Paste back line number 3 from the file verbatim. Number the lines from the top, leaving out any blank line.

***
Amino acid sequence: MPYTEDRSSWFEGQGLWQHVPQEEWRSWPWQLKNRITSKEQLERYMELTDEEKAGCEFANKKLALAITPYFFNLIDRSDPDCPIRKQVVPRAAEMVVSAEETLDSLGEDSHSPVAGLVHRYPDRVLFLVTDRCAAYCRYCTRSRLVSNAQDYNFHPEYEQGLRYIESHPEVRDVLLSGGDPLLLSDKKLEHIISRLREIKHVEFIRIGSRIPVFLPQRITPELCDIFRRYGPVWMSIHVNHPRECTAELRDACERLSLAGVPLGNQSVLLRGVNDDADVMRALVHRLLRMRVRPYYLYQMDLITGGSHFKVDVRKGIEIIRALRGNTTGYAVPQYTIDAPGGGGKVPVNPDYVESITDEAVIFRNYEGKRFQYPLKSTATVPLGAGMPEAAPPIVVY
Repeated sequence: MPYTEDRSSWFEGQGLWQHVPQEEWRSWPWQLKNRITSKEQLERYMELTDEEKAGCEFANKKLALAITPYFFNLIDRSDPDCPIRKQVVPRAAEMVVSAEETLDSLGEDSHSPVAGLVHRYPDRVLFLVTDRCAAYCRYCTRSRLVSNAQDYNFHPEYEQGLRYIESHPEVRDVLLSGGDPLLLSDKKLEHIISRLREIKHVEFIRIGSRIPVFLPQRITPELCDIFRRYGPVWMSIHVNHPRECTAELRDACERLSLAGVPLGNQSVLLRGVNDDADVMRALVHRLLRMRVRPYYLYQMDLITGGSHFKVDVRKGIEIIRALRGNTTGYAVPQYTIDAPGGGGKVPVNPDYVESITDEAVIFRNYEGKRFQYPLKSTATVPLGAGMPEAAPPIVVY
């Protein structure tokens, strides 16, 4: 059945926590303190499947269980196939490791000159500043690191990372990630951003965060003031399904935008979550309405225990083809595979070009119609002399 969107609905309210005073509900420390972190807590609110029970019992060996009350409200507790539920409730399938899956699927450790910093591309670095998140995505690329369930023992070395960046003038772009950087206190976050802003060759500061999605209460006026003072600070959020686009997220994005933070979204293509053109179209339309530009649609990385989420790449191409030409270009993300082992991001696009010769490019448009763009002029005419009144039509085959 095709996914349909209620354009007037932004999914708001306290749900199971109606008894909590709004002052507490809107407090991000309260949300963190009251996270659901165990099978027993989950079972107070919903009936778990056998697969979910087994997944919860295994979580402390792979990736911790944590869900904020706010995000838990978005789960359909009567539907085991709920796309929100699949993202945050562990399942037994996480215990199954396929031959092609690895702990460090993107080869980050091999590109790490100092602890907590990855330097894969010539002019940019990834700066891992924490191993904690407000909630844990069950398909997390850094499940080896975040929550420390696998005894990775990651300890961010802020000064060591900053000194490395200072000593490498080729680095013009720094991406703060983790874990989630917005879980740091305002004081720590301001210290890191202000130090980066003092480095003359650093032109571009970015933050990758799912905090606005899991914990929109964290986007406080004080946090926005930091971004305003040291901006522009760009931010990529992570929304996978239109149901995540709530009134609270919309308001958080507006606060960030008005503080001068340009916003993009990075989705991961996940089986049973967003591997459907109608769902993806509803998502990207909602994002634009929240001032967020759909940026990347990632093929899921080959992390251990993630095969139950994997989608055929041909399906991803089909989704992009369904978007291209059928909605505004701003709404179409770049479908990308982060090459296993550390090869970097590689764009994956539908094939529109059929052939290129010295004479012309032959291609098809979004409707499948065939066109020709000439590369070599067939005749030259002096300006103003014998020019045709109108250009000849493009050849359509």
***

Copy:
């Protein structure tokens, strides 16, 4: 059945926590303190499947269980196939490791000159500043690191990372990630951003965060003031399904935008979550309405225990083809595979070009119609002399 969107609905309210005073509900420390972190807590609110029970019992060996009350409200507790539920409730399938899956699927450790910093591309670095998140995505690329369930023992070395960046003038772009950087206190976050802003060759500061999605209460006026003072600070959020686009997220994005933070979204293509053109179209339309530009649609990385989420790449191409030409270009993300082992991001696009010769490019448009763009002029005419009144039509085959 095709996914349909209620354009007037932004999914708001306290749900199971109606008894909590709004002052507490809107407090991000309260949300963190009251996270659901165990099978027993989950079972107070919903009936778990056998697969979910087994997944919860295994979580402390792979990736911790944590869900904020706010995000838990978005789960359909009567539907085991709920796309929100699949993202945050562990399942037994996480215990199954396929031959092609690895702990460090993107080869980050091999590109790490100092602890907590990855330097894969010539002019940019990834700066891992924490191993904690407000909630844990069950398909997390850094499940080896975040929550420390696998005894990775990651300890961010802020000064060591900053000194490395200072000593490498080729680095013009720094991406703060983790874990989630917005879980740091305002004081720590301001210290890191202000130090980066003092480095003359650093032109571009970015933050990758799912905090606005899991914990929109964290986007406080004080946090926005930091971004305003040291901006522009760009931010990529992570929304996978239109149901995540709530009134609270919309308001958080507006606060960030008005503080001068340009916003993009990075989705991961996940089986049973967003591997459907109608769902993806509803998502990207909602994002634009929240001032967020759909940026990347990632093929899921080959992390251990993630095969139950994997989608055929041909399906991803089909989704992009369904978007291209059928909605505004701003709404179409770049479908990308982060090459296993550390090869970097590689764009994956539908094939529109059929052939290129010295004479012309032959291609098809979004409707499948065939066109020709000439590369070599067939005749030259002096300006103003014998020019045709109108250009000849493009050849359509």